I don’t know if you regret your crit­i­cal think­ing after 14 years of sep­a­ra­tion from your beloved wife and beloved chil­dren. They don’t want you to feel guilty. You are not the only pris­oner of conscience.


We are all pris­on­ers as long as one of us is in prison. The coun­try you fought for its inde­pen­dence and lib­erty has become an open prison.

Belula Sey­oum talk­ing about her dad who she hasn’t seen in almost 14 years and Abi who was still in her mother’s womb when her dad was arrested


Well my friend and col­league, what can I tell you more? Eritrea is still in the grip of your for­mer com­rades who have become the Franken­stein of Eritrea. Accord­ing to UNHCR thou­sands of Eritre­ans flee the coun­try every month. Last year 366 Eritre­ans drowned in the Mediter­ranean Sea and the regime still refuses to accept the bod­ies that are still lying in tem­po­rary holes in Lampe­dusa. Today 3 May is not only World Press Free­dom Day but it has been six months since the 366 died. They are still wait­ing repa­tri­a­tion. I won’t bother you with the details of their agony. Yes, Eritre­ans are dying at the doorsteps of for­mer col­o­niz­ers. If you flee oppres­sion the regime calls you a trai­tor and trai­tors don’t deserve to be buried in Eritrea. Fam­i­lies can’t demand the repa­tri­a­tion of the bod­ies of beloved ones. We have still no inde­pen­dent media or a par­lia­ment that can hold the regime and the pres­i­dent to account for ignor­ing the plight of the moth­ers and sis­ters who are still wait­ing for the bod­ies of their beloved ones. World Press Free­dom Day mat­ter, jour­nal­ists mat­ter, trans­parency and account­abil­ity mat­ter. I don’t know if you have heard that the pres­i­dent for live of Eritrea, Isa­ias Afew­erki can decide alone who is going to be buried in Eritrea, who is going to be buried in the martyr’s ceme­tery and who not.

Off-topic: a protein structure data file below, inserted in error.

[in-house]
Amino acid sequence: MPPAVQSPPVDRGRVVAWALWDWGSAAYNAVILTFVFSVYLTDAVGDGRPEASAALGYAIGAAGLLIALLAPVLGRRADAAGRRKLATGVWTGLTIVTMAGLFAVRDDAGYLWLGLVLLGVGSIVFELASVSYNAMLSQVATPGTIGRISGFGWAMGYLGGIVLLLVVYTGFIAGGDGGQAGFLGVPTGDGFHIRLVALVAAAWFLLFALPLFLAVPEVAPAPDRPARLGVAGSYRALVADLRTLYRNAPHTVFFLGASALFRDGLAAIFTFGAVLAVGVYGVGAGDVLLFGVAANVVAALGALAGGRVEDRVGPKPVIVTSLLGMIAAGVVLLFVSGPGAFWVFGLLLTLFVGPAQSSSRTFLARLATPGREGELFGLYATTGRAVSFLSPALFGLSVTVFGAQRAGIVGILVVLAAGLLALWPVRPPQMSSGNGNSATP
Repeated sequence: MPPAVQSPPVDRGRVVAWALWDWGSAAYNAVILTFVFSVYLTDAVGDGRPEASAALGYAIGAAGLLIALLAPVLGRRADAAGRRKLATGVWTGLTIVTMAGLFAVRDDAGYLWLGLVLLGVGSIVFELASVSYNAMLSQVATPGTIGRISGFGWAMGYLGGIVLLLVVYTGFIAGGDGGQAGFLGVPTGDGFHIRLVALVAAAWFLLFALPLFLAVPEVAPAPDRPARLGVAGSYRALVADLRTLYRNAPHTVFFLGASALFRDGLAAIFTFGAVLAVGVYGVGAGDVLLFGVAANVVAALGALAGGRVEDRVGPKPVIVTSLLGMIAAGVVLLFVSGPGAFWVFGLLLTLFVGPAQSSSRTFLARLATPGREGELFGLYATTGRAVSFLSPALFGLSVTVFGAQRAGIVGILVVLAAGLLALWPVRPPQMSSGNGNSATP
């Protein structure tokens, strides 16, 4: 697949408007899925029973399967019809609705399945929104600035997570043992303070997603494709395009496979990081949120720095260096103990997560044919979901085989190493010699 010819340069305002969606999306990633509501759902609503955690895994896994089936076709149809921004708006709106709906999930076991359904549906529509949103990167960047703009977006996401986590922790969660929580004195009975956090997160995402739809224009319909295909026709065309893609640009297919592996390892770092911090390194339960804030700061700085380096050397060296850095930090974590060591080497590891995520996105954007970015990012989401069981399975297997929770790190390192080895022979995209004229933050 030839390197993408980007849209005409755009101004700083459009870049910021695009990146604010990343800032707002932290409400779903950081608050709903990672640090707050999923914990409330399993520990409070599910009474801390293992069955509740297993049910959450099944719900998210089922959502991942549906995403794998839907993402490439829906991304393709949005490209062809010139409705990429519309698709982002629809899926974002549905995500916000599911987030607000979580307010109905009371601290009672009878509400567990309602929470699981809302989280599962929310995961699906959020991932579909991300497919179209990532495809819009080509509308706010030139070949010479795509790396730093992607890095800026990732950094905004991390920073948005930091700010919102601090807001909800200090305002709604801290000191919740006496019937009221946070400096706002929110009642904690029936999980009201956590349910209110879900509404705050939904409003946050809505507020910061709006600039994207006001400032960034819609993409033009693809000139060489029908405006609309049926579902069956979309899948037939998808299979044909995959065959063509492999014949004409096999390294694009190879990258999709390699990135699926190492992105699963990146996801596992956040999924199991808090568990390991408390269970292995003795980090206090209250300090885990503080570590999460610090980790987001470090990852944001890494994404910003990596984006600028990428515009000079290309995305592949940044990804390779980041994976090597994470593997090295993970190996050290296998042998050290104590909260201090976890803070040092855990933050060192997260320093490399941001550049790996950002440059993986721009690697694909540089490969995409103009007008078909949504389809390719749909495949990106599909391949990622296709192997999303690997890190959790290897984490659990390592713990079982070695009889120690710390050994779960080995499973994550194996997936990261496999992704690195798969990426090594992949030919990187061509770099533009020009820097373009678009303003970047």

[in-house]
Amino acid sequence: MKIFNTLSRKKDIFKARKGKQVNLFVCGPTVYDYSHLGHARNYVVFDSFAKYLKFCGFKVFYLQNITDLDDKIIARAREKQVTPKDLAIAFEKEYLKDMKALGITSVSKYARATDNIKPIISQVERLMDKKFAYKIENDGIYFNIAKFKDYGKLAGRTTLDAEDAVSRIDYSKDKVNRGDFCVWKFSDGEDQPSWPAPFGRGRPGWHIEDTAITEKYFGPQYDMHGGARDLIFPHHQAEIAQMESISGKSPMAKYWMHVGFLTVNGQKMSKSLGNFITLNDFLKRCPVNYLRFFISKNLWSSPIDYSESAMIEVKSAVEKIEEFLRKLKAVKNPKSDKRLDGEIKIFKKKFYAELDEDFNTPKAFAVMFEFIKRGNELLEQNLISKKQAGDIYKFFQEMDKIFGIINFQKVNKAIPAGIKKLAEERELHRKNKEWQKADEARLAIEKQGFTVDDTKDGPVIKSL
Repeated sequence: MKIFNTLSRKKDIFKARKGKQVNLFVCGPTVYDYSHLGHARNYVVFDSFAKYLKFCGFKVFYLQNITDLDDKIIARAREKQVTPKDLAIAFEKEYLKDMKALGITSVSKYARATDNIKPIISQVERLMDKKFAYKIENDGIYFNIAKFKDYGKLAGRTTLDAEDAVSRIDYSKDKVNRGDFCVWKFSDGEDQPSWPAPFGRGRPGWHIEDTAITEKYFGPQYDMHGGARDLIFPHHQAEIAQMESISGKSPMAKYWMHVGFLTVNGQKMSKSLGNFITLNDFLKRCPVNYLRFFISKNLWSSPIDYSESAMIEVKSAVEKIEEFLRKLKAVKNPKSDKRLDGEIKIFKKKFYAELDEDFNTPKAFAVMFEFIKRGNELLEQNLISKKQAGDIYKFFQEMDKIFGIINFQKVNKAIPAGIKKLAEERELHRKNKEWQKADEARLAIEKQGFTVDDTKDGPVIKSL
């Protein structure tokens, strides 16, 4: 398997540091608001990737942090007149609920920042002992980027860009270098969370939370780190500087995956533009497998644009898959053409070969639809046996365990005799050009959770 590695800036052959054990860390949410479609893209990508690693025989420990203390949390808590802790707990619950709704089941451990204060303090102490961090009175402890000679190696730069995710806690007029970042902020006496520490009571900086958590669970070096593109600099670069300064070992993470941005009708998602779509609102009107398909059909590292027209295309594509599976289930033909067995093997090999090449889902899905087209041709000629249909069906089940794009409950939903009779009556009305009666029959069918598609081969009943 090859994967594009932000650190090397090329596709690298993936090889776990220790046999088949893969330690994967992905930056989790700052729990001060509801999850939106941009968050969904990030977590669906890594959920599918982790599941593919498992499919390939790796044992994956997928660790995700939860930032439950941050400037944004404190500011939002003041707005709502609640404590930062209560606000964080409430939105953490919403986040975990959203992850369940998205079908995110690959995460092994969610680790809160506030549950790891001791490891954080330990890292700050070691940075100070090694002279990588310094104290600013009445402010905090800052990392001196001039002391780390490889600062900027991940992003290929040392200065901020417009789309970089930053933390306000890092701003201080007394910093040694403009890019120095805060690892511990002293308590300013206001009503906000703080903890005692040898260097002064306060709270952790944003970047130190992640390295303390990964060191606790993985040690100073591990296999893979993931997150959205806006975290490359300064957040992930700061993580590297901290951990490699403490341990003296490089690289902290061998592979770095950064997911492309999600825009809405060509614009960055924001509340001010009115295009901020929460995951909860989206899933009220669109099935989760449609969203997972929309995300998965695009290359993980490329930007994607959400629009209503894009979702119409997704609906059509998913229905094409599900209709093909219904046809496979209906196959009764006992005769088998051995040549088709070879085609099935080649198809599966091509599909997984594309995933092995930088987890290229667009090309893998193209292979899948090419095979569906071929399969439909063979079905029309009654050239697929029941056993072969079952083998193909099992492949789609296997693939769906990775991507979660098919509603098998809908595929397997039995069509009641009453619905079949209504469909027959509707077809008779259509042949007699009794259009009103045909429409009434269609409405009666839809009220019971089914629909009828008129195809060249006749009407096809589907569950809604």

The body of the late Naizghi Kiflu is thrown in Lon­don just because the Pres­i­dent refused to allow the fam­ily to bury their beloved one in his vil­lage.


Peace­ful demon­stra­tion, elec­tion, par­lia­ment, jour­nal­ism, inde­pen­dent judi­ciary and oppo­si­tion are still for­bid­den words in Eritrea. The Eritrean pres­i­dent Isa­ias Afew­erki is still the leader of Eritrea 24 years after inde­pen­dence and he has vowed to stay in power as long as it takes.


Your daugh­ters went to the Eritrean Embassy in France to ask the where­abouts of their father, you, the “fighter-​photographer”, Sey­oum Tse­haye. But the Eritrean ambas­sador, your col­league called the French police and removed them. If they were in Eritrea they would have been arrested like you.


Abi didn’t stop there. She went to the UN in Geneva and she spoke on behalf of her­self, her sis­ter and the count­less chil­dren whose fathers and moth­ers have been lan­guish­ing behind bars. She coura­geously con­fronted another Ambas­sador in Geneva and asked him: “Where is My Father?”


You must be proud of her. Those who impris­oned you and your likes are afraid of your crit­i­cal mind. Oth­er­wise, they would have released you long ago. Actu­ally they are the pris­on­ers. Stay well and con­tinue to encour­age the oth­ers. Time for change is nigh.